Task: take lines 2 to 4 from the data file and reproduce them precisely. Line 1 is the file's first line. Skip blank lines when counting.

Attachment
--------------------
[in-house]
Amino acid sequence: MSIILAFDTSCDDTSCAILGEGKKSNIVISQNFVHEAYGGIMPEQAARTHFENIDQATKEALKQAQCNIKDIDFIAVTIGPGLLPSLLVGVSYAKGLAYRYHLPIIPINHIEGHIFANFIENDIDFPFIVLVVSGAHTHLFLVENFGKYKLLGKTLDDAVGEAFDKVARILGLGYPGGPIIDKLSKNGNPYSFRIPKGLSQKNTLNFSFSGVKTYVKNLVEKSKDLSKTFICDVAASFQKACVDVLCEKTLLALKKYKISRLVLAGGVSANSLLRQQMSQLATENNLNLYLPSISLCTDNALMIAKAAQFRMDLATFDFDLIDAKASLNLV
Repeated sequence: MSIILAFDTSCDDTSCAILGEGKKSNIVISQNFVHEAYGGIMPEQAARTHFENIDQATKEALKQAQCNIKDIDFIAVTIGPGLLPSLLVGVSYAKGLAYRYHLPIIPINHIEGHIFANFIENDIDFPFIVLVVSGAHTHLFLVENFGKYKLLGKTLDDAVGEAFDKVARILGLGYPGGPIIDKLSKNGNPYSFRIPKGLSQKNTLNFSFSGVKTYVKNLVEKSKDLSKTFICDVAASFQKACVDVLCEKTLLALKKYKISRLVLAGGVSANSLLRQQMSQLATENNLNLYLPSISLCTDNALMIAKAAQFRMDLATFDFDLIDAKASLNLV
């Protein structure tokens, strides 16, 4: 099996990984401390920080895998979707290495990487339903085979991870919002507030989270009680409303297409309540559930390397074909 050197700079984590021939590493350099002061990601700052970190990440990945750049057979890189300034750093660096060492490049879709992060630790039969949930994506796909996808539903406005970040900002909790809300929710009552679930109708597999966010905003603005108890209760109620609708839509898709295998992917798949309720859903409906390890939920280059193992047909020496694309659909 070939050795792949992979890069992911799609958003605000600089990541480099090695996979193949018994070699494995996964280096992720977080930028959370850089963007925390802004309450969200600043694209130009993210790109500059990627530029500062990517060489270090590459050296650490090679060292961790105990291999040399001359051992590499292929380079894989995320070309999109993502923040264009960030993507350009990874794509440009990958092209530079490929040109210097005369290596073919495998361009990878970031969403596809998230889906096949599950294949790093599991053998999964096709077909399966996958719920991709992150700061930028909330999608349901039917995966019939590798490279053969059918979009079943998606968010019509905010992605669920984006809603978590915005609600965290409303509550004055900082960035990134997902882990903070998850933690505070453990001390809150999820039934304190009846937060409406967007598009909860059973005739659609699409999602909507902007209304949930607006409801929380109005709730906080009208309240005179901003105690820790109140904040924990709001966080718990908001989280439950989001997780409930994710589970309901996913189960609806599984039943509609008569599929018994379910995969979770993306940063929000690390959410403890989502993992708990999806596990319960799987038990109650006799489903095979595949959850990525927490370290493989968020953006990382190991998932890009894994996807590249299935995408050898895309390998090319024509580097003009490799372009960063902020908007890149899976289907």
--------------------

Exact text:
Amino acid sequence: MSIILAFDTSCDDTSCAILGEGKKSNIVISQNFVHEAYGGIMPEQAARTHFENIDQATKEALKQAQCNIKDIDFIAVTIGPGLLPSLLVGVSYAKGLAYRYHLPIIPINHIEGHIFANFIENDIDFPFIVLVVSGAHTHLFLVENFGKYKLLGKTLDDAVGEAFDKVARILGLGYPGGPIIDKLSKNGNPYSFRIPKGLSQKNTLNFSFSGVKTYVKNLVEKSKDLSKTFICDVAASFQKACVDVLCEKTLLALKKYKISRLVLAGGVSANSLLRQQMSQLATENNLNLYLPSISLCTDNALMIAKAAQFRMDLATFDFDLIDAKASLNLV
Repeated sequence: MSIILAFDTSCDDTSCAILGEGKKSNIVISQNFVHEAYGGIMPEQAARTHFENIDQATKEALKQAQCNIKDIDFIAVTIGPGLLPSLLVGVSYAKGLAYRYHLPIIPINHIEGHIFANFIENDIDFPFIVLVVSGAHTHLFLVENFGKYKLLGKTLDDAVGEAFDKVARILGLGYPGGPIIDKLSKNGNPYSFRIPKGLSQKNTLNFSFSGVKTYVKNLVEKSKDLSKTFICDVAASFQKACVDVLCEKTLLALKKYKISRLVLAGGVSANSLLRQQMSQLATENNLNLYLPSISLCTDNALMIAKAAQFRMDLATFDFDLIDAKASLNLV
């Protein structure tokens, strides 16, 4: 099996990984401390920080895998979707290495990487339903085979991870919002507030989270009680409303297409309540559930390397074909 050197700079984590021939590493350099002061990601700052970190990440990945750049057979890189300034750093660096060492490049879709992060630790039969949930994506796909996808539903406005970040900002909790809300929710009552679930109708597999966010905003603005108890209760109620609708839509898709295998992917798949309720859903409906390890939920280059193992047909020496694309659909 070939050795792949992979890069992911799609958003605000600089990541480099090695996979193949018994070699494995996964280096992720977080930028959370850089963007925390802004309450969200600043694209130009993210790109500059990627530029500062990517060489270090590459050296650490090679060292961790105990291999040399001359051992590499292929380079894989995320070309999109993502923040264009960030993507350009990874794509440009990958092209530079490929040109210097005369290596073919495998361009990878970031969403596809998230889906096949599950294949790093599991053998999964096709077909399966996958719920991709992150700061930028909330999608349901039917995966019939590798490279053969059918979009079943998606968010019509905010992605669920984006809603978590915005609600965290409303509550004055900082960035990134997902882990903070998850933690505070453990001390809150999820039934304190009846937060409406967007598009909860059973005739659609699409999602909507902007209304949930607006409801929380109005709730906080009208309240005179901003105690820790109140904040924990709001966080718990908001989280439950989001997780409930994710589970309901996913189960609806599984039943509609008569599929018994379910995969979770993306940063929000690390959410403890989502993992708990999806596990319960799987038990109650006799489903095979595949959850990525927490370290493989968020953006990382190991998932890009894994996807590249299935995408050898895309390998090319024509580097003009490799372009960063902020908007890149899976289907």